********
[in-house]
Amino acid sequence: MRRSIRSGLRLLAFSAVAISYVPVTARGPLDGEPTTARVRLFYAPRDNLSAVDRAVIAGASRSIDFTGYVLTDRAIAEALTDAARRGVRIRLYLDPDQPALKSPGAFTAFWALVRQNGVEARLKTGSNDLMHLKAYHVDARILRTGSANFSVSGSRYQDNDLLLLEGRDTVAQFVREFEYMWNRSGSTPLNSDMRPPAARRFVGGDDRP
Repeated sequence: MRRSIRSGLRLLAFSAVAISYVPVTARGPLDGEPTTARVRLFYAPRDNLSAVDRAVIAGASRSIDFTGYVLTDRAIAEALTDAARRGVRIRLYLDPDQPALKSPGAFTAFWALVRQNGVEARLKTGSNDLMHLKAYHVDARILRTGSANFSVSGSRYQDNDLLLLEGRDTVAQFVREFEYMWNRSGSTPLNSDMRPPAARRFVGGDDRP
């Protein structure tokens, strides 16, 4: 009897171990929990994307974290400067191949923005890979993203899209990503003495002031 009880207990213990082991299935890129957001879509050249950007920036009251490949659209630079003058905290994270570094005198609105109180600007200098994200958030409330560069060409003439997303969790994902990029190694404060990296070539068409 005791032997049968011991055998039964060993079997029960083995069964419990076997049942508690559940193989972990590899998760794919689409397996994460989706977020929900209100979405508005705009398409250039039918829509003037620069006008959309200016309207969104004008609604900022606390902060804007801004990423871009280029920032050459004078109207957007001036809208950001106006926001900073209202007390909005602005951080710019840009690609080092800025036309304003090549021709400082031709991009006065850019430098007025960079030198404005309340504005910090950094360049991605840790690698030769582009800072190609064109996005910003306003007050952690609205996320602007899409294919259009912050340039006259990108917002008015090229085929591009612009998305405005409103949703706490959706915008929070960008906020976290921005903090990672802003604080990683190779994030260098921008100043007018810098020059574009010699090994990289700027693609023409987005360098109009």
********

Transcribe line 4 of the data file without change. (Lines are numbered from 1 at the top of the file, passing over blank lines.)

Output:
């Protein structure tokens, strides 16, 4: 009897171990929990994307974290400067191949923005890979993203899209990503003495002031 009880207990213990082991299935890129957001879509050249950007920036009251490949659209630079003058905290994270570094005198609105109180600007200098994200958030409330560069060409003439997303969790994902990029190694404060990296070539068409 005791032997049968011991055998039964060993079997029960083995069964419990076997049942508690559940193989972990590899998760794919689409397996994460989706977020929900209100979405508005705009398409250039039918829509003037620069006008959309200016309207969104004008609604900022606390902060804007801004990423871009280029920032050459004078109207957007001036809208950001106006926001900073209202007390909005602005951080710019840009690609080092800025036309304003090549021709400082031709991009006065850019430098007025960079030198404005309340504005910090950094360049991605840790690698030769582009800072190609064109996005910003306003007050952690609205996320602007899409294919259009912050340039006259990108917002008015090229085929591009612009998305405005409103949703706490959706915008929070960008906020976290921005903090990672802003604080990683190779994030260098921008100043007018810098020059574009010699090994990289700027693609023409987005360098109009």